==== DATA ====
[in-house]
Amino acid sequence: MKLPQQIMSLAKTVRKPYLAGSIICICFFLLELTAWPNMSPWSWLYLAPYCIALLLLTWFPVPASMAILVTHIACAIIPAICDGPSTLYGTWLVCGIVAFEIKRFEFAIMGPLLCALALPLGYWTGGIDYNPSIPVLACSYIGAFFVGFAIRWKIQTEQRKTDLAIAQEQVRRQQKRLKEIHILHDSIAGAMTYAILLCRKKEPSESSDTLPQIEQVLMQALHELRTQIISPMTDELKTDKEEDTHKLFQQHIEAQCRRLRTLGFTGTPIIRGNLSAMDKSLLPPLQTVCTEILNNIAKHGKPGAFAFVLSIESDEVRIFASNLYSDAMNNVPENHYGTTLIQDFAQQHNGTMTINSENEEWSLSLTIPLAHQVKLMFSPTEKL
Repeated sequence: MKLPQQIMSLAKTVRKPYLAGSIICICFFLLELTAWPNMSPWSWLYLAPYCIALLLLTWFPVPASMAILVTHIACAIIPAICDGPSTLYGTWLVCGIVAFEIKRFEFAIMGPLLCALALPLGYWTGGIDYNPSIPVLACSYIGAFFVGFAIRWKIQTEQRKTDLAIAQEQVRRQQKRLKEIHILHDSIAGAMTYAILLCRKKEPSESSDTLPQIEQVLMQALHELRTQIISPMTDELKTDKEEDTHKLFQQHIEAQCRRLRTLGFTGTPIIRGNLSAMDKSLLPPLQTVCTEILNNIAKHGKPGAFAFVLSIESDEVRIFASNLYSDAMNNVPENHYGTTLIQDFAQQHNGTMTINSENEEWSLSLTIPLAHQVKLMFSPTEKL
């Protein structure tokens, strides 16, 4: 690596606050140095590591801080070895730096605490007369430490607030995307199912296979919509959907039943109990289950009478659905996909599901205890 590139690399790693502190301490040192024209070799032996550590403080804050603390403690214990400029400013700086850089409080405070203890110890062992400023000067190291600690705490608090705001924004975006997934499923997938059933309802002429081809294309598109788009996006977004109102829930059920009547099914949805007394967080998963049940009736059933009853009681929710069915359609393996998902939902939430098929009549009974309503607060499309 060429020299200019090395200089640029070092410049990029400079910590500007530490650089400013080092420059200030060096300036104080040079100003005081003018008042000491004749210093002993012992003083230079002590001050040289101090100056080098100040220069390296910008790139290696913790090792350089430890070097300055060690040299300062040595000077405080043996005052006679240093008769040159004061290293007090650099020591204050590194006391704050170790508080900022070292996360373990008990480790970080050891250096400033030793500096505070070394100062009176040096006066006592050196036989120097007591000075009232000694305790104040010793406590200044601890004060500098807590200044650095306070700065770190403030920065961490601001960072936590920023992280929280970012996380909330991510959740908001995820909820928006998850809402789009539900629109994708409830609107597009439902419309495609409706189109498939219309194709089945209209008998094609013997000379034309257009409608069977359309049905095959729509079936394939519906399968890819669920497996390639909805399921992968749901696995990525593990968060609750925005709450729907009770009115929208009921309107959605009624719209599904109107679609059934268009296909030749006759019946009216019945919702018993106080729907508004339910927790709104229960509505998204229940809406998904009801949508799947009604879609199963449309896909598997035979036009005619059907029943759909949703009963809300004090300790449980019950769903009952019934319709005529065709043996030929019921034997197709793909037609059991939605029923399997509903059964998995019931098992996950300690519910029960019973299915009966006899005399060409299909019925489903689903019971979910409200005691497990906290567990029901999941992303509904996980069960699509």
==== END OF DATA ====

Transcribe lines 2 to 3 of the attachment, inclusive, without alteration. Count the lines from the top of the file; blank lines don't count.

Amino acid sequence: MKLPQQIMSLAKTVRKPYLAGSIICICFFLLELTAWPNMSPWSWLYLAPYCIALLLLTWFPVPASMAILVTHIACAIIPAICDGPSTLYGTWLVCGIVAFEIKRFEFAIMGPLLCALALPLGYWTGGIDYNPSIPVLACSYIGAFFVGFAIRWKIQTEQRKTDLAIAQEQVRRQQKRLKEIHILHDSIAGAMTYAILLCRKKEPSESSDTLPQIEQVLMQALHELRTQIISPMTDELKTDKEEDTHKLFQQHIEAQCRRLRTLGFTGTPIIRGNLSAMDKSLLPPLQTVCTEILNNIAKHGKPGAFAFVLSIESDEVRIFASNLYSDAMNNVPENHYGTTLIQDFAQQHNGTMTINSENEEWSLSLTIPLAHQVKLMFSPTEKL
Repeated sequence: MKLPQQIMSLAKTVRKPYLAGSIICICFFLLELTAWPNMSPWSWLYLAPYCIALLLLTWFPVPASMAILVTHIACAIIPAICDGPSTLYGTWLVCGIVAFEIKRFEFAIMGPLLCALALPLGYWTGGIDYNPSIPVLACSYIGAFFVGFAIRWKIQTEQRKTDLAIAQEQVRRQQKRLKEIHILHDSIAGAMTYAILLCRKKEPSESSDTLPQIEQVLMQALHELRTQIISPMTDELKTDKEEDTHKLFQQHIEAQCRRLRTLGFTGTPIIRGNLSAMDKSLLPPLQTVCTEILNNIAKHGKPGAFAFVLSIESDEVRIFASNLYSDAMNNVPENHYGTTLIQDFAQQHNGTMTINSENEEWSLSLTIPLAHQVKLMFSPTEKL